I have a 1983 Trek 400, sold as a sports bike, and a 1996 Litespeed, also in the same category.  The differences are just what I mentioned above.  The Trek has plenty of clearance for 32 mm tires, dropout eyelets, long reach calipers, a long wheel base and rather relaxed handling.  The Litespeed accepts 23 mm tires and not much more, no eyelets and more aggressive handling.

BTW, a currently available throwback to my Trek 400 is the Surly Pacer.  Again, clearance for large tires, long reach brakes, eyelets, etc.  It's not a pure touring bike but it certainly would work well for all but the heaviest touring.   


Offline John Nelson

Re: best touring frames
« Reply #8 on: November 23, 2013, 10:40:03 am »
Thanks Dave. You make some very interesting observations that I hadn't thought about.

Offline DoubleD

Re: best touring frames
« Reply #9 on: December 10, 2013, 03:58:06 pm »
The advent of specific touring bikes probably came from the specialization of bikes that began back in the 80's and 90's.  As "road" bikes became more and more specialized and less and less suitable for touring use, designs that were purpose built for touring were created. 

In the past even sports frames had sufficient frame and fork clearance for reasonably wide tires, long reach brakes, long enough chainstays to provide adequate heel clearance, dropout eyelets were standard and somewhat "relaxed" geometry the norm.   You could mount larger tires, a rear rack, panniers and go tour on it.  As sports framed evolved, clearances got tighter, short reach brakes became standard, eyelets disappeared and geometry got more aggressive.  Hence the touring frame as a separate type.

I have a 1983 Trek 400, sold as a sports bike, and a 1996 Litespeed, also in the same category.  The differences are just what I mentioned above.  The Trek has plenty of clearance for 32 mm tires, dropout eyelets, long reach calipers, a long wheel base and rather relaxed handling.  The Litespeed accepts 23 mm tires and not much more, no eyelets and more aggressive handling.

BTW, a currently available throwback to my Trek 400 is the Surly Pacer.  Again, clearance for large tires, long reach brakes, eyelets, etc.  It's not a pure touring bike but it certainly would work well for all but the heaviest touring.

My old 1991 Raleigh Technium with long cage derailleur was used for club rides and touring.  I loved that bike but it was set aside for others.   It still rests in my garage and is ridden once in a while, but I now prefer my LHT for long distance slower excursions and touring.  My son and I built a Pacer earlier this year and it is wonderful.  It has a triple chainrig and Nitto noodle bars.  I use it for my daily rides with my buds and century rides.  I love both of my Surlys.  They are perfect --- for me.   8)

Offline driftlessregion

Re: best touring frames
« Reply #10 on: December 11, 2013, 07:40:40 pm »
Yes, it's true. I probably am being nostalgic. Nevertheless, there were some great bikes back then.

Offline zerodish

Re: best touring frames
« Reply #11 on: December 21, 2013, 08:15:00 am »
I'm riding a mongoose with all 4130 steel frame. Every steel frame made today is less stiff and this includes the Comotion ones made with tandem tubing. The only frame I would consider today is the REI Safari and even then I would have to go to the show room and make sure it is the one with the 1.5 inch down tube and not the one with the 1.375 inch down tube.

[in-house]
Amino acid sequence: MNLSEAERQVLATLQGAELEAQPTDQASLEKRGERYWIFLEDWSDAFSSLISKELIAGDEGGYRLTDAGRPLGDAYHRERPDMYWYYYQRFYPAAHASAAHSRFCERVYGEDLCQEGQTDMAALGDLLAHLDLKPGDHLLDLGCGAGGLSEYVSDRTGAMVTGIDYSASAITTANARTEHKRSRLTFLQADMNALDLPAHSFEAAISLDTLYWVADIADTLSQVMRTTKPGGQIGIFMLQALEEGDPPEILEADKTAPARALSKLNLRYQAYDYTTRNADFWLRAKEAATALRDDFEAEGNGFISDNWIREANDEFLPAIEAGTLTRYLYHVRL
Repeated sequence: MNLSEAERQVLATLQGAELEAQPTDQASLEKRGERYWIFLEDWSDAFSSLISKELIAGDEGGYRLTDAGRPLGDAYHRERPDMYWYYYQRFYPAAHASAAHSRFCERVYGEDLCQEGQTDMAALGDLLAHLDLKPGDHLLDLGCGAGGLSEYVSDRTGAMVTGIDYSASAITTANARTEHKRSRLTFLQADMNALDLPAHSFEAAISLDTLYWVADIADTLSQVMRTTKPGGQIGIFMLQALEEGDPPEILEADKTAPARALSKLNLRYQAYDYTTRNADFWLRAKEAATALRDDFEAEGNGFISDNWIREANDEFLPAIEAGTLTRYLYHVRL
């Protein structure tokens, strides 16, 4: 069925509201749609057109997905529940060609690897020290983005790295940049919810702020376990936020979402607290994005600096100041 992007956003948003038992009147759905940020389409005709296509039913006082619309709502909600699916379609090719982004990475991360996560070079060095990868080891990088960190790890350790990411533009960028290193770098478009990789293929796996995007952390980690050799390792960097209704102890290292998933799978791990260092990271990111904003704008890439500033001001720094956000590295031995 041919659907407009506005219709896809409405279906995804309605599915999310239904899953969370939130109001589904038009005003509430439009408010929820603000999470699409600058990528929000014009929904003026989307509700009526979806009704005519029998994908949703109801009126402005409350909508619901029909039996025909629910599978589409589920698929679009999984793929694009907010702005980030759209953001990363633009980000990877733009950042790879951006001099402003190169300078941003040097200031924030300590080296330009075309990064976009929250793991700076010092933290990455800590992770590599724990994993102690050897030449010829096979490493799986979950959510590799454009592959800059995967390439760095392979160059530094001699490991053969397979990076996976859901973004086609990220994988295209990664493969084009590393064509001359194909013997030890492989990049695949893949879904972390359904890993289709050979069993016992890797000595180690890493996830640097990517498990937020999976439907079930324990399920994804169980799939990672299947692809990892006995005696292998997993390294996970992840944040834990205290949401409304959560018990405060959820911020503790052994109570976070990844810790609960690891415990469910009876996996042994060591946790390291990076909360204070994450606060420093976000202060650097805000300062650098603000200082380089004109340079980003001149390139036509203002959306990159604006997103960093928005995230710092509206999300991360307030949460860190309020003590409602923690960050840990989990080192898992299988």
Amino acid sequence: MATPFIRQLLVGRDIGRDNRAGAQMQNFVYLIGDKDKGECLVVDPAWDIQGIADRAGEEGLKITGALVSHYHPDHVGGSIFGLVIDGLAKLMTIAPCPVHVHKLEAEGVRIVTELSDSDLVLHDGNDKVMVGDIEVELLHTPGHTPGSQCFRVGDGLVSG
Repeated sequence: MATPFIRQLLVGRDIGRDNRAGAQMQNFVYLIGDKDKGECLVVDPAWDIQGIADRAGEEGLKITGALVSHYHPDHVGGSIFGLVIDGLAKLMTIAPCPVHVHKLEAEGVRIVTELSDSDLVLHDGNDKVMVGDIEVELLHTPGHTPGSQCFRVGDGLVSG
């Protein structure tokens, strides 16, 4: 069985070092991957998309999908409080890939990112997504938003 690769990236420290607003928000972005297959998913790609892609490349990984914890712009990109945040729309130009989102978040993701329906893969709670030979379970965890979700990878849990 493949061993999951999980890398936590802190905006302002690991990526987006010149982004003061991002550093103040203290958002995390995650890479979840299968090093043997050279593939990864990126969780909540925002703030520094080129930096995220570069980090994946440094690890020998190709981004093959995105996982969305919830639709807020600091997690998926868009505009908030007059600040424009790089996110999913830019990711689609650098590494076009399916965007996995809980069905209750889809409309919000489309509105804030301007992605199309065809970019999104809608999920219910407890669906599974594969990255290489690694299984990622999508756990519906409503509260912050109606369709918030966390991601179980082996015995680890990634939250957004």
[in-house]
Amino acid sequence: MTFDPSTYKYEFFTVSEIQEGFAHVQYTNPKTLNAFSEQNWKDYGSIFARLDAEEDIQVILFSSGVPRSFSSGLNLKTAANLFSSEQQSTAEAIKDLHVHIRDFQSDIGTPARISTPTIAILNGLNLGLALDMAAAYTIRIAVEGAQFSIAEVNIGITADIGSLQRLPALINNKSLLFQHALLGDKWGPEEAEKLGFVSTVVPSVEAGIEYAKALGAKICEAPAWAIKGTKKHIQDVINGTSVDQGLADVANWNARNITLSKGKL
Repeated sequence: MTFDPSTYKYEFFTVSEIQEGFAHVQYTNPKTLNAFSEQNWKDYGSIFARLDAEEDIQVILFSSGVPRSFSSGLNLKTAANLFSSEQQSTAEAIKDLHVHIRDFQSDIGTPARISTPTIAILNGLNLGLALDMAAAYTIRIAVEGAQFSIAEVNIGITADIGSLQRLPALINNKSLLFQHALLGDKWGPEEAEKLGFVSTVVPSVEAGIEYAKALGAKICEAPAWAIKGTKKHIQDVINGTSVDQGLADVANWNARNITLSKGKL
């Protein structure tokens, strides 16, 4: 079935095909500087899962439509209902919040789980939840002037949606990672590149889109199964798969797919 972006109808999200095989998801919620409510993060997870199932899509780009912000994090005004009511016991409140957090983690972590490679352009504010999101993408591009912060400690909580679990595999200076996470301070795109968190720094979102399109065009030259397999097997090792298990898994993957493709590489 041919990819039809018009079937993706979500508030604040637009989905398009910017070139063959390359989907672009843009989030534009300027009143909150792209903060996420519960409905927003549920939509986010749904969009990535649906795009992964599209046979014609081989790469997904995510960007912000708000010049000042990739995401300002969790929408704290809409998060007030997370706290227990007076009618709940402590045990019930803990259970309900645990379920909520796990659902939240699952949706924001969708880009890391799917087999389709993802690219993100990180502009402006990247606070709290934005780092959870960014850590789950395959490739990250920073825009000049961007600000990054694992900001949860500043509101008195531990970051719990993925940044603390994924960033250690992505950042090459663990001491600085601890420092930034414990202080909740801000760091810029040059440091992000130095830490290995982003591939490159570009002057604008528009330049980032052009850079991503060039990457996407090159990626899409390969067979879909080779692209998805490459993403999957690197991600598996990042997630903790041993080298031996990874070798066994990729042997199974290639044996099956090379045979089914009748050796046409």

Offline DaveB

Re: best touring frames
« Reply #12 on: December 21, 2013, 09:28:05 am »
I'm riding a mongoose with all 4130 steel frame. Every steel frame made today is less stiff and this includes the Comotion ones made with tandem tubing. The only frame I would consider today is the REI Safari and even then I would have to go to the show room and make sure it is the one with the 1.5 inch down tube and not the one with the 1.375 inch down tube.
It seem frame "stiffness" has become an end in itself and the concept is more is better and way too much is barely enough.  At some point enough truly is enough, particularly for a touring bike.  I've never heard anyone report their oversize steel tubed frame is too flexy to be stable. 

Offline mjackson

Re: best touring frames
« Reply #13 on: January 03, 2014, 06:11:23 pm »
Has anyone had any experience touring long distances on the Motobecane Gran Tourismo? I am looking for a solid touring bike with decent hardware for cheap and it's available on bikesdirect for $700. Any advice would be much appreciated! Thanks.

Offline DaveB

Re: best touring frames
« Reply #14 on: January 04, 2014, 09:05:22 am »
Has anyone had any experience touring long distances on the Motobecane Gran Tourismo? I am looking for a solid touring bike with decent hardware for cheap and it's available on bikesdirect for $700. Any advice would be much appreciated! Thanks.
Bikesdirect does have very good prices but the reports on their as-delivered quality vary widely.  Some buyers have had little to no problems and are very happy with their bikes.  Others report terrible problems with missing or damaged parts and poor customer service getting these problems corrected.

You must be aware that the bike will require a fair bit of assembly and adjustment when you get it and the wheels will likely require attention to assure proper spoke tension and trueness.  If you are not comfortable doing that level of bike maintenance yourself, leave some money in your budget to have the bike set up by your bike shop.

As a general rule I've found the most satisfied Bikesdirect customers are those with fair to good mechanical skills who are willing and able to finish what Bikesdirect starts.  The most unsatisfied customers are those who expected their bike to be fully functional right out of the box.